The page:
Dvořák’s hope for a national music depended on using spirituals and Native American tunes as a well-spring of raw material upon which an exciting body of national music could be founded.  This prompted a bit of controversy in the musical world, as composers like Amy Beach argued that tribal chants and slave songs had no connection to their own heritage.  Instead, they adopted European themes in their American symphonies and quartets, and the resultant works sounded, unsurprisingly, like those from the Old World.  But when the Bohemian Dvořák wrote the famous “Largo” from his New World Symphony, he modeled the melody on the simplicity of spiritual tunes—and signaled the style that would later be adopted as the model of “American” music.

Instrumental in this achievement was Henry Thacker Burleigh (1866–1949), who went on to become the first prominent African-American composer.  Admitted to the National Conservatory of Music in 1892 with the financial support of Frances MacDowell, he studied voice and played double bass in the school orchestra.  He also spent a good deal of time with Dvořák outside of classes; Burleigh acquainted the Czech master with the spiritual repertoire and gained insight into the compositional process by serving as his copyist.  During this time, despite prejudice from the congregation, he won a paid job as the baritone soloist for St. George Episcopal Church in New York—a position he held for 52 years.  Buoyed by his successes as a singer, he began publishing spirituals and original art songs in 1898.  In the early twentieth century, Burleigh’s arrangements came to some degree of prominence on recital programs by artists such as Lucrezia Bori and Ernestine Schumann-Heink.  Burleigh’s success became an inspiration to pioneering black singers like Paul Robeson and Marian Anderson, beginning to break down the color barrier in the arts and pave the way for later generations.  But further, his legacy of song remains a staple of the repertoire, bringing a Deep River of folk inspiration into the concert hall.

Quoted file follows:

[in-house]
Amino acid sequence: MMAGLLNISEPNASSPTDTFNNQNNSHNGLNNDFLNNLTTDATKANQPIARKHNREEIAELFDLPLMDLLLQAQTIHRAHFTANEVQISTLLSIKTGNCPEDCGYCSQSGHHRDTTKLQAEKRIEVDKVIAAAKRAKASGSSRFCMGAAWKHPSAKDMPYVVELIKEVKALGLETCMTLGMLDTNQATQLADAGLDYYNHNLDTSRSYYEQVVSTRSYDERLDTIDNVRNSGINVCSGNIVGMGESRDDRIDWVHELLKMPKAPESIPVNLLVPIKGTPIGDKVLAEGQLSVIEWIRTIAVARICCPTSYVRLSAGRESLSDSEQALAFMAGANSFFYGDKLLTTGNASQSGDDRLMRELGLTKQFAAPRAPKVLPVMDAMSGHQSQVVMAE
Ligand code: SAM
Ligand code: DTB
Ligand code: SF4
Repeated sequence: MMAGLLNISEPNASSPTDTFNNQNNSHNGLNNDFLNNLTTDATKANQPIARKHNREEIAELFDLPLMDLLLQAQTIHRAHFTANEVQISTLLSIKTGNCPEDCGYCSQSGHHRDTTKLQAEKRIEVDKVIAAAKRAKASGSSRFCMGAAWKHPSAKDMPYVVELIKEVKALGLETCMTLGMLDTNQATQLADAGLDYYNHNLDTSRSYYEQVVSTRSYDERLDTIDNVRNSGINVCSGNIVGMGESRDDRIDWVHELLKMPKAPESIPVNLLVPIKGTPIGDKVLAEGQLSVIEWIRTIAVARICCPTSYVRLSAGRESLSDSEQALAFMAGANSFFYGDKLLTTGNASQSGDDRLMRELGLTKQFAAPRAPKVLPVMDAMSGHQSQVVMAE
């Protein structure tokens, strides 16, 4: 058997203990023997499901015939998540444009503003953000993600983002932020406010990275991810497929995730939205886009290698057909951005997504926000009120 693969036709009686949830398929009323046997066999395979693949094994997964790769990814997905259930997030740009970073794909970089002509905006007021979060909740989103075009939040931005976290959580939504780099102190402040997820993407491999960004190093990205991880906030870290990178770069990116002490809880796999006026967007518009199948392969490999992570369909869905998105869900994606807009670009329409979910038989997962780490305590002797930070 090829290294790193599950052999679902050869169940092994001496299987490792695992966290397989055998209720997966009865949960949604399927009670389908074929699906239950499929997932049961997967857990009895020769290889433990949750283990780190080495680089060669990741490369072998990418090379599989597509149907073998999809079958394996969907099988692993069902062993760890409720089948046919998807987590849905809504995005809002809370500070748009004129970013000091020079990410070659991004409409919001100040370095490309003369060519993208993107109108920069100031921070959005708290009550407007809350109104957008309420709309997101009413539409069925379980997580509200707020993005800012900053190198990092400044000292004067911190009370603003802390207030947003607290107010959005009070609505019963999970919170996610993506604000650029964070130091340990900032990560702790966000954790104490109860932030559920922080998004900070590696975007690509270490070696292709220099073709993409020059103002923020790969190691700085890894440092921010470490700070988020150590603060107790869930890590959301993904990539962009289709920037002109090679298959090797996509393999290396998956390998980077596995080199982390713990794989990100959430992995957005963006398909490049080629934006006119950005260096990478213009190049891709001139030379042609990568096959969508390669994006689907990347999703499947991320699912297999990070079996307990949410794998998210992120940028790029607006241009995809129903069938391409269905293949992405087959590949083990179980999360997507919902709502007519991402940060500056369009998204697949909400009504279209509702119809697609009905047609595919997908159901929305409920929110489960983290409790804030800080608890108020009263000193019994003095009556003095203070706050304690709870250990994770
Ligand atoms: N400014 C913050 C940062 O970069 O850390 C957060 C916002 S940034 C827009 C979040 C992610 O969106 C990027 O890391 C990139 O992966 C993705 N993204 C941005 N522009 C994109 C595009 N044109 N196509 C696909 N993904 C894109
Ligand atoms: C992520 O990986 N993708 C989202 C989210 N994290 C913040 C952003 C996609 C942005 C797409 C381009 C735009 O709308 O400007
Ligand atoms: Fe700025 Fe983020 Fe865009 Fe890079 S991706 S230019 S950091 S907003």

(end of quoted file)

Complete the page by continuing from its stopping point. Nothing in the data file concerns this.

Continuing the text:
And yet the final stamp of the quintessential American sound would come from another interaction between citizen and foreigner.  Nadia Boulanger (1887–1979) schooled a generation of American composers in a neo-classical style in her Parisflat beginning in the 1920s.  She exposed young musicians to the works of Stravinsky, Schoenberg, and Les Six, and further encouraged them to consider experimenting with jazz as a medium.  The bustle of the twenties created classical works filled with blue notes and jazzy rhythms by many in Boulanger’s roster. [2] But in the aftermath of the Great Depression, and various New Deal-sponsored arts initiatives, Boulanger pupils Aaron Copland and Virgil Thomson forged a definitive American style, the likes of which are still heard at patriotic celebrations today.   They both wrote art songs in a simple style, echoing the folk material of their predecessors, with Copland even arranging two volumes of Old American Songs.  Their real achievement, however, came in larger, more ambitious forms.  Expansive and dreamily pastoral, the open orchestration and folk tune references of Copland’s Appalachian Spring and Thomson’s film score for The Plow that Broke the Plans evoked the wide-open spaces of a young country.  Coupled with the muscular brass and thumping percussion of Copland’s Fanfare for the Common Man, these contrasts of free idealism and unbridled power have come to define America. 

[1] Antonin Dvorak, “Music in America,” Harper’s Monthly Magazine (Feb 1895), 429-34.

[2] HowardPollack, Aaron Copland: The Life andWork of an Uncommon Man (Urbana: University of Illinois Press,1999), 45–50.